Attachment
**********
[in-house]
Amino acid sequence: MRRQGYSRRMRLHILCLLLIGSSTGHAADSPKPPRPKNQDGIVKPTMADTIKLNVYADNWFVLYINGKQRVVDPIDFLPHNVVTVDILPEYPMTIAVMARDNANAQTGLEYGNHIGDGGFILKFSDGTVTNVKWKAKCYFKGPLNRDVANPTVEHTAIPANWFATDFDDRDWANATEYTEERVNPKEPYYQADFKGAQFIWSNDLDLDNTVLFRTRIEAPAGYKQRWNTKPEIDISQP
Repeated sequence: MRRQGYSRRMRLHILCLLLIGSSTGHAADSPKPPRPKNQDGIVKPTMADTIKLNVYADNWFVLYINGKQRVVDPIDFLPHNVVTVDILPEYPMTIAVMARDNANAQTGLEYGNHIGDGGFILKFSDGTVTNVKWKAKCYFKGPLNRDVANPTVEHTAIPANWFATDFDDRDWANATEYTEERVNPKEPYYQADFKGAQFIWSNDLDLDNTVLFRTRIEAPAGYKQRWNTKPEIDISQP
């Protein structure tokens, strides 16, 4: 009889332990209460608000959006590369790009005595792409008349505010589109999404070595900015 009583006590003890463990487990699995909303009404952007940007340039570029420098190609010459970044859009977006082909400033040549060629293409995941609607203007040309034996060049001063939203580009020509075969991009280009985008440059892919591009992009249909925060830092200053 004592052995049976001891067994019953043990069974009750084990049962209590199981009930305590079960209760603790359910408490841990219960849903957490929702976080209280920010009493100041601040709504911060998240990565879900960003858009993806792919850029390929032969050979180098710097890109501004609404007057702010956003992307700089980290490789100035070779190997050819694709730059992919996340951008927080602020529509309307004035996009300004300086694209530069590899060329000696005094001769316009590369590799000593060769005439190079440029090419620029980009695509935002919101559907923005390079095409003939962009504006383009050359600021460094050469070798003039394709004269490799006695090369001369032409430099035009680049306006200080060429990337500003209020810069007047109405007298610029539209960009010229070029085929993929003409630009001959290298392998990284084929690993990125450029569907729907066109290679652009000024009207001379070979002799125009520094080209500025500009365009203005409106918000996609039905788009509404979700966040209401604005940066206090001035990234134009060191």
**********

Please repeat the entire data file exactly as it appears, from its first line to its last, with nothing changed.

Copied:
[in-house]
Amino acid sequence: MRRQGYSRRMRLHILCLLLIGSSTGHAADSPKPPRPKNQDGIVKPTMADTIKLNVYADNWFVLYINGKQRVVDPIDFLPHNVVTVDILPEYPMTIAVMARDNANAQTGLEYGNHIGDGGFILKFSDGTVTNVKWKAKCYFKGPLNRDVANPTVEHTAIPANWFATDFDDRDWANATEYTEERVNPKEPYYQADFKGAQFIWSNDLDLDNTVLFRTRIEAPAGYKQRWNTKPEIDISQP
Repeated sequence: MRRQGYSRRMRLHILCLLLIGSSTGHAADSPKPPRPKNQDGIVKPTMADTIKLNVYADNWFVLYINGKQRVVDPIDFLPHNVVTVDILPEYPMTIAVMARDNANAQTGLEYGNHIGDGGFILKFSDGTVTNVKWKAKCYFKGPLNRDVANPTVEHTAIPANWFATDFDDRDWANATEYTEERVNPKEPYYQADFKGAQFIWSNDLDLDNTVLFRTRIEAPAGYKQRWNTKPEIDISQP
């Protein structure tokens, strides 16, 4: 009889332990209460608000959006590369790009005595792409008349505010589109999404070595900015 009583006590003890463990487990699995909303009404952007940007340039570029420098190609010459970044859009977006082909400033040549060629293409995941609607203007040309034996060049001063939203580009020509075969991009280009985008440059892919591009992009249909925060830092200053 004592052995049976001891067994019953043990069974009750084990049962209590199981009930305590079960209760603790359910408490841990219960849903957490929702976080209280920010009493100041601040709504911060998240990565879900960003858009993806792919850029390929032969050979180098710097890109501004609404007057702010956003992307700089980290490789100035070779190997050819694709730059992919996340951008927080602020529509309307004035996009300004300086694209530069590899060329000696005094001769316009590369590799000593060769005439190079440029090419620029980009695509935002919101559907923005390079095409003939962009504006383009050359600021460094050469070798003039394709004269490799006695090369001369032409430099035009680049306006200080060429990337500003209020810069007047109405007298610029539209960009010229070029085929993929003409630009001959290298392998990284084929690993990125450029569907729907066109290679652009000024009207001379070979002799125009520094080209500025500009365009203005409106918000996609039905788009509404979700966040209401604005940066206090001035990234134009060191």